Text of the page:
Jan 28, 2010 10:00 PM ET
Spartacus: Blood and Sand, Lucy Lawless
The swords and sandals are about the only similarities between Spartacus: Blood and Sand and Xena: Warrior Princess, Lucy Lawless says.
“They’re so different from each other in almost every way,” she tells TVGuide.com. “From the technology, the fight sequences, the sex scenes.”
Ah, yes, the sex scenes. In addition to the copious amounts of blood spilled on-screen, the Starz ancient Rome epic features boundary-pushing sex scenes that are about as explicit as you can get on television. Lawless, who had not done nudity prior to Spartacus, is at the center of a number of them as manipulative man-eater Lucretia.
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“When you talk about it, it sounds like you’re doing a lot of sex scenes, but I don’t feel like I do that much,” she says. “My concern was that it fit with the story and that there wasn’t any gratuitous sex in this, and it doesn’t really trouble me as long as it’s relevant to the scene. It’s part of the story that they’re around in various states of undress. Human beings have always had sex, and a lot of business got done during these transactions. That’s what the sex is about.”
For Lucretia, the business of sex is to provide her husband, gladiator school owner Batiatus (John Hannah), with an heir — any which way she can, including sleeping with the gladiators at the camp. “She begins, what I think, is quite an abusive relationship with the chief gladiator, the champion, hoping that he might impregnate her,” Lawless says. “She’s desperate.”
Lucretia’s deceitfulness is what makes her the polar opposite of Xena, whose butt-kicking justice made her a feminist icon in the late 1990s. “Lucretia’s purely reactive. Time and time again, things go against her and she’s always disappointed, so she has to claw her way back to success,” she says. “She’s a brilliant liar. She has to be. There is no one who’s going to look after her. She doesn’t have a function of her own. If something happens to her husband, whom she loves, she’s lost. Everything in ancient Rome is about status. She’s just the ultimate survivor.”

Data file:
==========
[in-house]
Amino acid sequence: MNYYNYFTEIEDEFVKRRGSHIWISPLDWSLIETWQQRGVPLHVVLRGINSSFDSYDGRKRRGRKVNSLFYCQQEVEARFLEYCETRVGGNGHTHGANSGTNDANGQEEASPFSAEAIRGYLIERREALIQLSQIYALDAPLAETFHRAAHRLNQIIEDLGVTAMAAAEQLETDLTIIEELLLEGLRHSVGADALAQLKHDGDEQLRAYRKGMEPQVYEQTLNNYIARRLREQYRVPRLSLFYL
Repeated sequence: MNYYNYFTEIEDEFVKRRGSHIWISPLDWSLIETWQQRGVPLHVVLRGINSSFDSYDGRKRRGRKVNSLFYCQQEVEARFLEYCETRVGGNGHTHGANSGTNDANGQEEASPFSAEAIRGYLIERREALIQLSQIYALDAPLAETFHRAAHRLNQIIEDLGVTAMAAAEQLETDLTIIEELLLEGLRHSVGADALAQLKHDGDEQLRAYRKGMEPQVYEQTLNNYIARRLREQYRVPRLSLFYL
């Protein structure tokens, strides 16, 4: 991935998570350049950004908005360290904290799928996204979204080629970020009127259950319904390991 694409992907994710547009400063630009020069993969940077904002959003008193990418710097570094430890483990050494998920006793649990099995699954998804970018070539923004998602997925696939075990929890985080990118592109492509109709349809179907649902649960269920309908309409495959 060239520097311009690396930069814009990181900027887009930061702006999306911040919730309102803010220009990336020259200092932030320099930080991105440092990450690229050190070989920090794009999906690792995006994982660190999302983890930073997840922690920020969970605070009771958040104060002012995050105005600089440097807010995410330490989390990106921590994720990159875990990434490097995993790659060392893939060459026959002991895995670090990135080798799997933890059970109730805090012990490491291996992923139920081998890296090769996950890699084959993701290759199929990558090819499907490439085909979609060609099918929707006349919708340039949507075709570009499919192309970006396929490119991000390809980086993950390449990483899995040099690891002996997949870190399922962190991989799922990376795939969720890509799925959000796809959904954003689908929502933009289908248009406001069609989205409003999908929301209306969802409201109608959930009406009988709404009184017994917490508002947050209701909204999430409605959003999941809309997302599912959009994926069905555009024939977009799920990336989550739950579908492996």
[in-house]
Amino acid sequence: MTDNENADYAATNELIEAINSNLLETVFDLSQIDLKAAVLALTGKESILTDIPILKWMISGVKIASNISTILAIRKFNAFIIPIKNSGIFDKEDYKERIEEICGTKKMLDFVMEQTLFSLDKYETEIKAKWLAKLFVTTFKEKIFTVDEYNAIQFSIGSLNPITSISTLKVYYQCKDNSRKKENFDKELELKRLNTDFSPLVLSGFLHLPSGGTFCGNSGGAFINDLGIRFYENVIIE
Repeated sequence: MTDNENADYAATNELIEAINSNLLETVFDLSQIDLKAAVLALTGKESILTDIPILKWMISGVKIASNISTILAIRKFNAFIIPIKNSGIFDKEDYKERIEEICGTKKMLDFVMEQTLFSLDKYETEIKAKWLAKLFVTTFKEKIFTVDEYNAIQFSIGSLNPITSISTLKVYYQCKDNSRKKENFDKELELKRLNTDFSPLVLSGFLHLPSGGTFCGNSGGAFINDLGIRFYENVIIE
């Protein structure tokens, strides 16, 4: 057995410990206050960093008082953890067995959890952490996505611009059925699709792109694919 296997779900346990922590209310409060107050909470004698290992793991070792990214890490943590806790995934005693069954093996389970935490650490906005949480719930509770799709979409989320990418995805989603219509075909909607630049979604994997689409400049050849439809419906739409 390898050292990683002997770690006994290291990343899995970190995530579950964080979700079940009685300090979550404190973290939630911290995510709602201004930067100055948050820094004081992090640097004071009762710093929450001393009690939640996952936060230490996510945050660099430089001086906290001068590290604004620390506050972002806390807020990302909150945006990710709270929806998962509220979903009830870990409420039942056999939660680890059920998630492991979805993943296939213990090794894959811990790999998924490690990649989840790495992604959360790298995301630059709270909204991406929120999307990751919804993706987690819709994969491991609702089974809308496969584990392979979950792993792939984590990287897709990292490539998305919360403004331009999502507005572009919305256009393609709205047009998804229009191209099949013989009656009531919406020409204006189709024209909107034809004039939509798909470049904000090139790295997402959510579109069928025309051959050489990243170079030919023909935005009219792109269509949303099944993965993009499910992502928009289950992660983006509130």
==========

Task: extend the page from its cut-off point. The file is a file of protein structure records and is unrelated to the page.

Spartacus sets record ratings for Starz
Another difference between Lucretia and Xena? As Lucretia, Lawless doesn’t partake in the gruesome battle royale scenes, which, she admits, are not for the faint of heart. But there is a little something for everyone in the show, she says, with its mix of stylized action scenes and dramatic storytelling. Lawless’ husband, Robert Tapert, who produced Xena, created Spartacus with that mass appeal in mind after watching the similarly themed Rome and the big-screen hit 300. “When we watched 300, he went, ‘Oh my God, that’s the way that I can produce my vision on a TV schedule and a TV budget,’” she says.
The show shoots in Lawless’ native New Zealand, where she will return in April to begin production on Season 2. In a huge vote of confidence, Starz renewed the series a month before its January premiere. It wasn’t for naught — the series premiered to a record 3.3 million viewers with DVR and encore viewings tabulated.
“It’s really wonderful. I think Starz was really courageous to hop onboard this train,” Lawless says. “This is a wild ride and very intense to shoot. And we have so much good stuff coming up. You get to see that the women are more vicious than the men. My lover, Crixus [played by Manu Bennett], is falling in love with my handmaiden, and it is good. Things get very hot and heavy. And very sticky.”
Spartacus airs Fridays at 10/9c on Starz.